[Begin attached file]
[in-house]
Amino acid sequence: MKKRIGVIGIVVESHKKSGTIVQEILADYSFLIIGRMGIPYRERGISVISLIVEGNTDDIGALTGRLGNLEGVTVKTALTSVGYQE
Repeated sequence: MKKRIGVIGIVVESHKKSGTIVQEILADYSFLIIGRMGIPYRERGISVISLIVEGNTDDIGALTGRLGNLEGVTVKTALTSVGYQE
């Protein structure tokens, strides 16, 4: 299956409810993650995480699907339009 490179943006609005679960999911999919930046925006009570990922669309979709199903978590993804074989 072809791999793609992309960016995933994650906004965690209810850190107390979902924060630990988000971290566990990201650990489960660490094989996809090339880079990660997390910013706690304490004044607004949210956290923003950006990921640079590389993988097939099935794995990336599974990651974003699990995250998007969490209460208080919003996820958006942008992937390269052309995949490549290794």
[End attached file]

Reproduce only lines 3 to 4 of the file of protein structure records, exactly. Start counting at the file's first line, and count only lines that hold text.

Repeated sequence: MKKRIGVIGIVVESHKKSGTIVQEILADYSFLIIGRMGIPYRERGISVISLIVEGNTDDIGALTGRLGNLEGVTVKTALTSVGYQE
């Protein structure tokens, strides 16, 4: 299956409810993650995480699907339009 490179943006609005679960999911999919930046925006009570990922669309979709199903978590993804074989 072809791999793609992309960016995933994650906004965690209810850190107390979902924060630990988000971290566990990201650990489960660490094989996809090339880079990660997390910013706690304490004044607004949210956290923003950006990921640079590389993988097939099935794995990336599974990651974003699990995250998007969490209460208080919003996820958006942008992937390269052309995949490549290794």